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The Devine Institutes, Books I-VII
Lactantius, Mary Francis McDonald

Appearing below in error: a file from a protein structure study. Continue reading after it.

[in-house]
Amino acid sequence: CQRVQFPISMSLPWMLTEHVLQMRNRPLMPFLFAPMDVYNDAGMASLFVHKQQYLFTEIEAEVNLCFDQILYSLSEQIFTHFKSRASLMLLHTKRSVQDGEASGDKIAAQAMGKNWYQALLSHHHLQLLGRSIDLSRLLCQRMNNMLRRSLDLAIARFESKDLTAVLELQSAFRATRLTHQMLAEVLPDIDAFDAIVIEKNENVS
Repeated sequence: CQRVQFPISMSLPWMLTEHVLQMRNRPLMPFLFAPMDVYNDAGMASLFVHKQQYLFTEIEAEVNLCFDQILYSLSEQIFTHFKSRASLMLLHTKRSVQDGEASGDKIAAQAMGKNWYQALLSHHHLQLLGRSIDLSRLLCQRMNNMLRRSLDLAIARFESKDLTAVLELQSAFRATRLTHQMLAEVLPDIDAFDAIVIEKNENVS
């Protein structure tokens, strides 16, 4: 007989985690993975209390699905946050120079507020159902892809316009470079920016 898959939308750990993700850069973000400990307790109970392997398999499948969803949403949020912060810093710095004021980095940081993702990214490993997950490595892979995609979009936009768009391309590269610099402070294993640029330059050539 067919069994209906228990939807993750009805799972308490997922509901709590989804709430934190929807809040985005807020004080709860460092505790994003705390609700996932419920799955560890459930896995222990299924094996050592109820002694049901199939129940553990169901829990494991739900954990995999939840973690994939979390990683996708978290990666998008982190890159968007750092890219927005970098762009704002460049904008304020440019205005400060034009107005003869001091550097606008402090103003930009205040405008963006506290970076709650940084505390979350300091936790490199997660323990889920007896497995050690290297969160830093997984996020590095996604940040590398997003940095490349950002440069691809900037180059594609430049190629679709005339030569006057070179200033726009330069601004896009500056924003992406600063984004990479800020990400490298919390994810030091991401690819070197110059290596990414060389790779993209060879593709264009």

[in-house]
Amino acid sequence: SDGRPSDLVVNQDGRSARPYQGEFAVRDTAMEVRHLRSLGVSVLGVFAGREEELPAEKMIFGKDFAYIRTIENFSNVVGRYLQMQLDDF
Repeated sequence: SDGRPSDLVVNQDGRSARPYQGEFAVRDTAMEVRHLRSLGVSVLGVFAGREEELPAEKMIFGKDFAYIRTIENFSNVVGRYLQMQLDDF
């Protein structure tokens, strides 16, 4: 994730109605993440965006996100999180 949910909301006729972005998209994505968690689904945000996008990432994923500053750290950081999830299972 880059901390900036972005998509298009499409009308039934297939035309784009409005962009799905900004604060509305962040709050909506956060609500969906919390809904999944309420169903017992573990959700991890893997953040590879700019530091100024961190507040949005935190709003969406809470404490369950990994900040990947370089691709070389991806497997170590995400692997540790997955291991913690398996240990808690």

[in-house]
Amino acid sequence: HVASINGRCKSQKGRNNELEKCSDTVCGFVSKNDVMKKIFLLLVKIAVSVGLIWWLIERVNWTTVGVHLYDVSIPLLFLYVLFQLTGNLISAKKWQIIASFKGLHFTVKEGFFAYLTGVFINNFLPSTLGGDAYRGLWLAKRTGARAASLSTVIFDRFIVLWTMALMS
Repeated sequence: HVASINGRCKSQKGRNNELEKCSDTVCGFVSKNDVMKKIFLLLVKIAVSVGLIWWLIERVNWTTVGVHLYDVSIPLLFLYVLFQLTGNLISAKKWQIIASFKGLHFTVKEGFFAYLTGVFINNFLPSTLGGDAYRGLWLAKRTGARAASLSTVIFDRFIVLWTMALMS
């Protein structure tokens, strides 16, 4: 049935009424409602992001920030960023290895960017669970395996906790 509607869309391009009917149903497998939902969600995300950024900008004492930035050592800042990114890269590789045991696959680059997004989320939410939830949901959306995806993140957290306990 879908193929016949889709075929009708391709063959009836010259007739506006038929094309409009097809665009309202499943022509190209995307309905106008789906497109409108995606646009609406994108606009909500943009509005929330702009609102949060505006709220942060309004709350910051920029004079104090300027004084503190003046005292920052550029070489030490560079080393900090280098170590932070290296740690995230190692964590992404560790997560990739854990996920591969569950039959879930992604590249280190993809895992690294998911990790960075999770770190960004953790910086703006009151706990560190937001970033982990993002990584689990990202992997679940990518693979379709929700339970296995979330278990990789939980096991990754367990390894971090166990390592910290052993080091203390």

Biographical data on Lactantius are meager. In his catalogue of illustrious men St. Jerome informs us that Lactantius studied under Arnobius. Accepting an imperial invitation Lactantius taught rhetoric at Nicomedia but relinquished this professorship after the outbreak of the Diocletian persecution. In 317 Constantine summoned Lactantius to Trier to supervise the education of his son Crispus. The principal work of Lactantius is the Divine Institutes (Divinae institutions) which was written over a period of years (304-313). It is an apologetic work in seven books which bear the following titles: On False Religion, The Origin of Error, On False Philosophy, True Wisdom and Religion, Concerning Justice, On True Worship, and On the Blessed Life. From the viewpoint of literary criticism the diction of these books flows gently and pleasantly and is so reminiscent of the style of Cicero that Lactantius has frequently been styled the "Christian Cicero." This encomium can be traced back to the days of St. Jerome who wrote in a letter to Paulinus the Presbyter that Lactantius' works were like rivers of "Tullian eloquence" that demolished pagan beliefs.
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